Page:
Credit: J. S. Kaastra et al., (2011, A&A 534, A36); ESA; NASA
Black Hole Burps
Deep at the center of nearly every galaxy lies a large, distorted region of spacetime. This region is produced by the presence of a supermassive black hole, as massive as a large star cluster or small galaxy squeezed into a space no bigger than our solar system. Some of these monsters are dormant and difficult to see, a trap for the unwary interstellar traveler. Others are more active and easier to see. While it's impossible to escape from a black hole once you're in it, sometimes foolhardy but lucky material which wanders too close to the black hole finds a way out, accelerated to nearly the speed of light and ejected away from the black hole for enormous distances. How this happens is a puzzle which has concerned astronomers for more than forty years. To help answer this, for 100 days a team of 26 astronomers from 21 institutes on four continents trained nearly every space-based observatory on a particularly active supermassive black hole in the nucleus of a distant galaxy called Markarian 509. The image above shows the brightness variation of the black hole's ultraviolet (top) and X-ray (bottom) emission, as measured by Swift, XMM, INTEGRAL, Chandra, and Hubble during this observing campaign, starting on September 1, 2009. One important result of this campaign is to show, for the first time, where and how this outflow of escaping material originates. The campaign showed that the outflow consists of giant "bullets" or clumps of matter propelled at millions of kilometers per hour originating from a dusty reservoir of matter located at a surprising distance, more than 15 light years away from the edge of the black hole.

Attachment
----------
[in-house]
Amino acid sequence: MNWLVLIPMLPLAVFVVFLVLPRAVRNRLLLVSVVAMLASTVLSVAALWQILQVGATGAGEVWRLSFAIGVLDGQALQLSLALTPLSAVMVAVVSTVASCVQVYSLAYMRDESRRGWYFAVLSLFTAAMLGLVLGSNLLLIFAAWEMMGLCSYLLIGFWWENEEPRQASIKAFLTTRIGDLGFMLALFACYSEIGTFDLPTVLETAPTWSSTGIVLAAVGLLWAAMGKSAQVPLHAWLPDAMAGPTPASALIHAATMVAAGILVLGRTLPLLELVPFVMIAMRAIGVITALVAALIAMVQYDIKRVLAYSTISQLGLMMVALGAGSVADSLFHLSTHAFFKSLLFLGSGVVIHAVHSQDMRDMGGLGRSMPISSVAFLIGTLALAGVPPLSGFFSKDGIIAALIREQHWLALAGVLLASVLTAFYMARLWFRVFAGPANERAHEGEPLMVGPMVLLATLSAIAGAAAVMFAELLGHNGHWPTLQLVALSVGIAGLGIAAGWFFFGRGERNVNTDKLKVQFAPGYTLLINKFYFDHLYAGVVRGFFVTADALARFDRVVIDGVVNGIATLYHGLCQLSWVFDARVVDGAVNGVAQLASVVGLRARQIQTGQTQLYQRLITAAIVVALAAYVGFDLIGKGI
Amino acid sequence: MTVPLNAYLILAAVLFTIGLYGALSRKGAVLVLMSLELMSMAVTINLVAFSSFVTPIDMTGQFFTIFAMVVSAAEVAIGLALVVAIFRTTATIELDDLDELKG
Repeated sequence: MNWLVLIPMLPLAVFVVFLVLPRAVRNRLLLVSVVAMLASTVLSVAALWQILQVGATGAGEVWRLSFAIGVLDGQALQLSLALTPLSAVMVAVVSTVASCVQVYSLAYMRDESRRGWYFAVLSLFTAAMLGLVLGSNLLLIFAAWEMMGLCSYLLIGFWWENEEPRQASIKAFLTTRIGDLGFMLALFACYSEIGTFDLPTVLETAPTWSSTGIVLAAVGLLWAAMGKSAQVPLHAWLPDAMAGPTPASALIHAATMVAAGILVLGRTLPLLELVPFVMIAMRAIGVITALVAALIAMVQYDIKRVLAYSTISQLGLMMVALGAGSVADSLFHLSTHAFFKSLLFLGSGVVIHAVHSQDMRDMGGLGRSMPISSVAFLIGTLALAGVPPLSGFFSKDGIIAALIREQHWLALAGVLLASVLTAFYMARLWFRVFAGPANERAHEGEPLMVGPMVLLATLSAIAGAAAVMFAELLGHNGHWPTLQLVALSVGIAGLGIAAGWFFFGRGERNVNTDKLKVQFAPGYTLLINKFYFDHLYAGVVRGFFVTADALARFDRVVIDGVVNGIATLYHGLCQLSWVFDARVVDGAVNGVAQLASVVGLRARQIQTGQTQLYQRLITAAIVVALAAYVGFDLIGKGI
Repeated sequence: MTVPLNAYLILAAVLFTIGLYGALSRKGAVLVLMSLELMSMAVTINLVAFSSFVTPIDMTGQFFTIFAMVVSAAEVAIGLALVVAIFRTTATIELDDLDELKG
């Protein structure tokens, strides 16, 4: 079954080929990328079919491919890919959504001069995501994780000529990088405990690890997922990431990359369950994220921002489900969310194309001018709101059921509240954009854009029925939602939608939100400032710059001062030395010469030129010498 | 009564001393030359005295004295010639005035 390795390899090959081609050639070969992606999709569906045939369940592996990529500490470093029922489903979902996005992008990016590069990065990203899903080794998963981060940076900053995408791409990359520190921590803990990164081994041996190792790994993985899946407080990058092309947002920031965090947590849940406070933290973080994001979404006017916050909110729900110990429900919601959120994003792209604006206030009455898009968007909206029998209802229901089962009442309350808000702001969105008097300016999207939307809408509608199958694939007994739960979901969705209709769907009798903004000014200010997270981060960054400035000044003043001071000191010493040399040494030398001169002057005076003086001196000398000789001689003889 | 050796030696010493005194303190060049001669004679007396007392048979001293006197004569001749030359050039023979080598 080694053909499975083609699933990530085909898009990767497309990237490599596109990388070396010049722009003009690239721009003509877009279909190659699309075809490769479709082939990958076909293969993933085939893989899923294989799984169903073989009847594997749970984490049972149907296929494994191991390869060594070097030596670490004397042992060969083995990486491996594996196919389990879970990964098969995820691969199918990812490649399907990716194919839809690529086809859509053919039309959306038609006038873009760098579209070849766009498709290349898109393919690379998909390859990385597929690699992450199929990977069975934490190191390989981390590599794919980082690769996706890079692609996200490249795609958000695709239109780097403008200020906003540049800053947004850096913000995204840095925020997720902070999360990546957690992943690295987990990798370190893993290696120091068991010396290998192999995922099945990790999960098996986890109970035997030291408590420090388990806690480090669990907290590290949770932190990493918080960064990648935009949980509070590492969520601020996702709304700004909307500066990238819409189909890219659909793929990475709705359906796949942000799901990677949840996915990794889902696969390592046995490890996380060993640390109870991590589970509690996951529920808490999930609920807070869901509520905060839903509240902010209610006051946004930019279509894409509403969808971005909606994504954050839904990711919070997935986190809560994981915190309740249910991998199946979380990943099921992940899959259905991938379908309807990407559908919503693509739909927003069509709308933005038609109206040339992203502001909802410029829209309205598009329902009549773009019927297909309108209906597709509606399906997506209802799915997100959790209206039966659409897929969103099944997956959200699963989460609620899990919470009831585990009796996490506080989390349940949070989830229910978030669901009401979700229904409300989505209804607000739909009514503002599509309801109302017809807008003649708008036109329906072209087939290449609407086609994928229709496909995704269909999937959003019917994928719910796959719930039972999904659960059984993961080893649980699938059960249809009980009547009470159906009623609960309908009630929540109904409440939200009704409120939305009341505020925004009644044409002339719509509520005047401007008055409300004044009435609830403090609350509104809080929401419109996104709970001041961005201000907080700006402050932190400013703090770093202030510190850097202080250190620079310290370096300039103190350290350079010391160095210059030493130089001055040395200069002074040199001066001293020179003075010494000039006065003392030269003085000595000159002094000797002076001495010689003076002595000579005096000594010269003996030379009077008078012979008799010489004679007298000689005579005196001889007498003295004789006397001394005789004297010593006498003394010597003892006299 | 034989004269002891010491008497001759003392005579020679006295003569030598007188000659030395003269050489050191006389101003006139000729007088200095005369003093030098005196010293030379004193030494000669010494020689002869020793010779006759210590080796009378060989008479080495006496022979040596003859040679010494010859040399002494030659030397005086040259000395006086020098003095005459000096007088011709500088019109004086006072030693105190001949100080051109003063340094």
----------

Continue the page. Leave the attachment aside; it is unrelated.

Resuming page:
Published: October 10, 2011
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Page Author: Dr. Michael F. Corcoran
Last modified Sunday, 16-Oct-2011 08:12:12 EDT